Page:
Chloé Eau de Parfum was launched in 2008 as a successor, in name only, to the original Chloé from 1975, a tuberose-laden soliflore perfume with an immense if not for some an overbearing presence to outwit Fracas created under Karl Lagerfeld's tenure at Chloé. The new Chloé attaches itself symbolically to this heritage like a descendant bearing the same first name. But in the hands of perfumers Michel Almairac and Amandine Marie of Robertet it was turned into a completely different person except for the fact that this time too it is a floral perfume with a marked propensity to be a soliflore and that there is a little hint of Narcisse by Chloé (1992), another lesser known floral predecessor from the same brand...
Chloé in 2008 turns out to my surprise to be a beautiful even touching rose composition. It reveals an unexpected measure of originality, quiet charm and even a nostalgic and poetic atmosphere. But this is where I feel the need to draw a distinction between the beauty of the rose + litchi + peony + cedar accord that unfolds here, which is aesthetically compelling, and the whole texture of the composition itself which suffers a bit from the parcimonious attribution of riches. In other words, it feels like looking at a beautiful, sincerely drawn and painted aquarelle but realizing at the same time that some parts of it are not completely finished to full effect due to, say, the drought and lack of water.
But going back to the special rose motif one finds in Chloé, I have to say that I did not expect the perfume to be anything but average. It turns out however to be a genuine attempt at offering a serious rose perfume interpretation. Michel Almairac has said in the past that his view of perfumery is very much steeped in the Grassois tradition which is less abstract and very much likes to reference the beauty of the natural world.To him, it is something intuitive and self-evident to think of doing, say, a beautiful jasmine.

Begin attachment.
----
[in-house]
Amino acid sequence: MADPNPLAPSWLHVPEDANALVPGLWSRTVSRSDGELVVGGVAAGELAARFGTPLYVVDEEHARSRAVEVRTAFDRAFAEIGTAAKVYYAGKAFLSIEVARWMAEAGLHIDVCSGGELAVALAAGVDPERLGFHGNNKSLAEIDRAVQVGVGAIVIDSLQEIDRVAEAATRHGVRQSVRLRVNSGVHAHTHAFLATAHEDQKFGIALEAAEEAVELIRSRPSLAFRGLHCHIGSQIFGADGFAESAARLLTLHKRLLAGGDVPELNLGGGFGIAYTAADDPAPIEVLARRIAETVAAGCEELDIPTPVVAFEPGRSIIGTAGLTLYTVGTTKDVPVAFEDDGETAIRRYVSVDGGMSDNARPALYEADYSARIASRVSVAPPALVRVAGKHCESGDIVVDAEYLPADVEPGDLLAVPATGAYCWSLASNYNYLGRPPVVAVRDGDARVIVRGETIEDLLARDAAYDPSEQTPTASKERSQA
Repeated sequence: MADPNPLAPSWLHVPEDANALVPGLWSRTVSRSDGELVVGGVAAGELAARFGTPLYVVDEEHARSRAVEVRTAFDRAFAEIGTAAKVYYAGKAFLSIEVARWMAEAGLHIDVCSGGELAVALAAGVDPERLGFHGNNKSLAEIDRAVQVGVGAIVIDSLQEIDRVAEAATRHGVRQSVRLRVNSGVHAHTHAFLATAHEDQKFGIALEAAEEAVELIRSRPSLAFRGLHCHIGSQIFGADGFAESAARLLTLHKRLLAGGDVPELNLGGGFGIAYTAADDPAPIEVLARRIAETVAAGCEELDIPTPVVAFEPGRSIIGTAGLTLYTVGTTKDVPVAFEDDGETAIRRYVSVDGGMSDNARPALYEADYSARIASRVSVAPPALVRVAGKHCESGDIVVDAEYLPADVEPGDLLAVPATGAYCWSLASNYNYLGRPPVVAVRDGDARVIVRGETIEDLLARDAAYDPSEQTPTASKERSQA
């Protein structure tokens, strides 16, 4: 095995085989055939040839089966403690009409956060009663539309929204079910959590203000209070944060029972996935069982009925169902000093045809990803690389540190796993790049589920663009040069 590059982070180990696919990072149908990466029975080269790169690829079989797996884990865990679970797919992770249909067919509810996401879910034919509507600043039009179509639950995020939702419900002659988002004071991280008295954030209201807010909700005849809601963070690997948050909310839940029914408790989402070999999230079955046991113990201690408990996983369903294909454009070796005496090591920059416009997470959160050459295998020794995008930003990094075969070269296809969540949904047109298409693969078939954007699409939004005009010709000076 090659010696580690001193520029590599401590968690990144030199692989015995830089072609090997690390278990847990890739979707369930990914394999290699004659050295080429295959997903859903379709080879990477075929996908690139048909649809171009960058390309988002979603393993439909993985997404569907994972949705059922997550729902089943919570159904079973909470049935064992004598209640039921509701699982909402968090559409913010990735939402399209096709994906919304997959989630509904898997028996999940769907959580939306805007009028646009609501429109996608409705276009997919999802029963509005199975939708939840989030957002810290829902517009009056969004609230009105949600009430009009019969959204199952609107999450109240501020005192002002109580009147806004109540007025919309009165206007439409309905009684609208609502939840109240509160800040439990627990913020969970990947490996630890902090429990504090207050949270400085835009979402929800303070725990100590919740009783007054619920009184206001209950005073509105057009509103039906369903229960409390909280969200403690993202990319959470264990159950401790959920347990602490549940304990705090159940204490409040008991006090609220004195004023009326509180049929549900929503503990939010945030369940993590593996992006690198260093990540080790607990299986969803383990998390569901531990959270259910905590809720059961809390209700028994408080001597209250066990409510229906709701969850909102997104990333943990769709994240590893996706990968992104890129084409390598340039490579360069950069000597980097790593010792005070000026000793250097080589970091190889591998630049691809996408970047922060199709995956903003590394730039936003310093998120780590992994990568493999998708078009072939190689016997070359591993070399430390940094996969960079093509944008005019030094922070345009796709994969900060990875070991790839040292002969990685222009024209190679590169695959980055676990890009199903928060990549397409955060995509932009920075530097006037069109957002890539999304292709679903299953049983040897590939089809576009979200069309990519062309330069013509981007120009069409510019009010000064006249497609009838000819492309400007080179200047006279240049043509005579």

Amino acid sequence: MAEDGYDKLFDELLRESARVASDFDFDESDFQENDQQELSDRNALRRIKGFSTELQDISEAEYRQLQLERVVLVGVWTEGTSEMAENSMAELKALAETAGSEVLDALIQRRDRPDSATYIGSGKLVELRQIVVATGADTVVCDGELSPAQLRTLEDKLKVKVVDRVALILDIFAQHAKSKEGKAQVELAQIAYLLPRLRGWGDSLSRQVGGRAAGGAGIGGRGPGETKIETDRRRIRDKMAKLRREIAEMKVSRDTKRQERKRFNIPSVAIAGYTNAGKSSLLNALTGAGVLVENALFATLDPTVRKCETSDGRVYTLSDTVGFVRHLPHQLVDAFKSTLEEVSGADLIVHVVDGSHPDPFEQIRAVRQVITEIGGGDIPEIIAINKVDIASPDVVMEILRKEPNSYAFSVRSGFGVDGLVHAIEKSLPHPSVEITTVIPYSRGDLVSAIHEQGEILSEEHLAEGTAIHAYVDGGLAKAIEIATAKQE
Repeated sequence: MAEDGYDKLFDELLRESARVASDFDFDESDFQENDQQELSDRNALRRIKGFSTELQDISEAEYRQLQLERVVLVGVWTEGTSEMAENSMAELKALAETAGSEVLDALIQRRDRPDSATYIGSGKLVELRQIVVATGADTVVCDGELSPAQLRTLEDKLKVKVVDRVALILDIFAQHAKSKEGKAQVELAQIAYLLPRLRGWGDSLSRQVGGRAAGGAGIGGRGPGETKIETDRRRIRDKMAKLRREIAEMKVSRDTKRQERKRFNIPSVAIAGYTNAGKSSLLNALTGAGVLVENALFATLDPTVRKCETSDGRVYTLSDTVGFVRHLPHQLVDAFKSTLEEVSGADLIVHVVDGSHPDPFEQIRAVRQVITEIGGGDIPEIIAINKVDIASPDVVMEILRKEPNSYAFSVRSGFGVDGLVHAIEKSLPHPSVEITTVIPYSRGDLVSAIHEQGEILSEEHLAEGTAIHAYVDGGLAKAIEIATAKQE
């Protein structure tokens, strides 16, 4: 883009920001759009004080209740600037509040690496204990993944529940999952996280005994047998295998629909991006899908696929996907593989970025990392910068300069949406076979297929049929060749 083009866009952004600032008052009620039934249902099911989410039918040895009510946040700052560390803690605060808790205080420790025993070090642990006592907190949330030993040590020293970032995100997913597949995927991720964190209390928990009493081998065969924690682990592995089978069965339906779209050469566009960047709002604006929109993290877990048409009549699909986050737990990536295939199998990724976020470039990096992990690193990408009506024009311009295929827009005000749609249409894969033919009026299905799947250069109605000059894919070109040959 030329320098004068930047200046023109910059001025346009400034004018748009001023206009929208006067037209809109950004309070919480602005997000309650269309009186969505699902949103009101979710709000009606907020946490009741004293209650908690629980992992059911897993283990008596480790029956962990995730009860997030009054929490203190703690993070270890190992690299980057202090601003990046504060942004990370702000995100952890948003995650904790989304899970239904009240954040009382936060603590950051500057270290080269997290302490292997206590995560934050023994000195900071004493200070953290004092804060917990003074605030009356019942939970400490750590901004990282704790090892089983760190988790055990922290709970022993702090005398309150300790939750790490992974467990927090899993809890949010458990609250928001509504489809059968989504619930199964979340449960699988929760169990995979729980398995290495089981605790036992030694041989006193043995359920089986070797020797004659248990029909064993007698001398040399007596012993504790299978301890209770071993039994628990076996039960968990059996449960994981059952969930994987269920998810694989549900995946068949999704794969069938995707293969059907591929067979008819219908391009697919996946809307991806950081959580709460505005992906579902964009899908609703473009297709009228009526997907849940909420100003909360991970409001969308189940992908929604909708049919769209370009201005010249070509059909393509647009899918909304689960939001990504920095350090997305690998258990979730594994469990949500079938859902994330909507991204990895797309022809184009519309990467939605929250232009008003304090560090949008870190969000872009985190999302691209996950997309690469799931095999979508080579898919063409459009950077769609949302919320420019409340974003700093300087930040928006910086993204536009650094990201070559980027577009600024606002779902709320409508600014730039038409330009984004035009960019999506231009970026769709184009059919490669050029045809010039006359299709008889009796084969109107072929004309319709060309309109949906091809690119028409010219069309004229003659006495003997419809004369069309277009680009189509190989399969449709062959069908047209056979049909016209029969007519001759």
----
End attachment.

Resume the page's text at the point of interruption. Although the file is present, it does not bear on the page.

So in Chloé the rose has been chiseled out and fleshed out. The perfume opens on a fruity-floral accord that is not easy to place at first but which signals its interest immediately. The nose is intrigued, captivated and wants to smell more in order to understand the unusual sensation. It seems that there is a jammy rose-lychee accord where the transparent rose petals have turned sepia at the edges as they can be sometimes seen floating in jars of rose jelly. The rose and lychee pairing is treated with more olfactory depth than is usual to encounter, with a nuance of over-ripeness. A powdery and woodsy cedary counterpoint plays up an unusual contrast with this rosy-lychee facet. A musky, heady facet is present but subtle. After a while a beautiful soliflore rose slowly emerges from the composition feeling like the filming in accelerated motion of a real rose unfurling its petals to the point where one almost could hear the silken rustling sound it makes. To me, it feels very much like a rose in a raw state brimming with life and releasing a deep, full-bodied scent both fresh and heady. I cannot help but think that this is one of the most satisfying rose scents I have ever smelled.
The rose interpretation offers a slight air of nostalgia. It smells a bit like a popular old-fashioned face cream found in Asia whose aspect is snow white and pearlescent (I can't remember the name right now). It reminds me also in spirit of another perfume by Almairac called Fleurs d'Ombre Bleue by Jean-Charles Brosseau which also contains that brand of feminine nostalgia and very light touch of melancholic charm as if looking at a bouquet in a vase in a colorized silver gelatin photograph.
The drydown however is less artistic, more prosaic and clichéd. It does not sing enough, petering out most probably for lack of financial commitment. The poetic rose ends its act with the not-so-supportive scents of white musks imported from the laundry context and standard commercial amber note. There is a bit of vanilla. It all thins out too soon. The illusion of a beautiful rose is vividly there but the overall physical treatment in terms of the quality of the ingredients could have been better as the synthetic aspect can be felt. This is probably a good reason to try the pure parfum version called Chloé Lisy. The Eau de Toilette version is different with melon and mandarin top notes. Nevertheless, Chloé remains a scent to be tried and enjoyed by rose lovers and rose skeptics alike for the sheer intriguing pleasure of discovering the special and compelling rose motif it contains.
Notes are: freesia, lytchee, peony, muguet, magnolia, rose, powdery notes, cedar wood, musks, amber.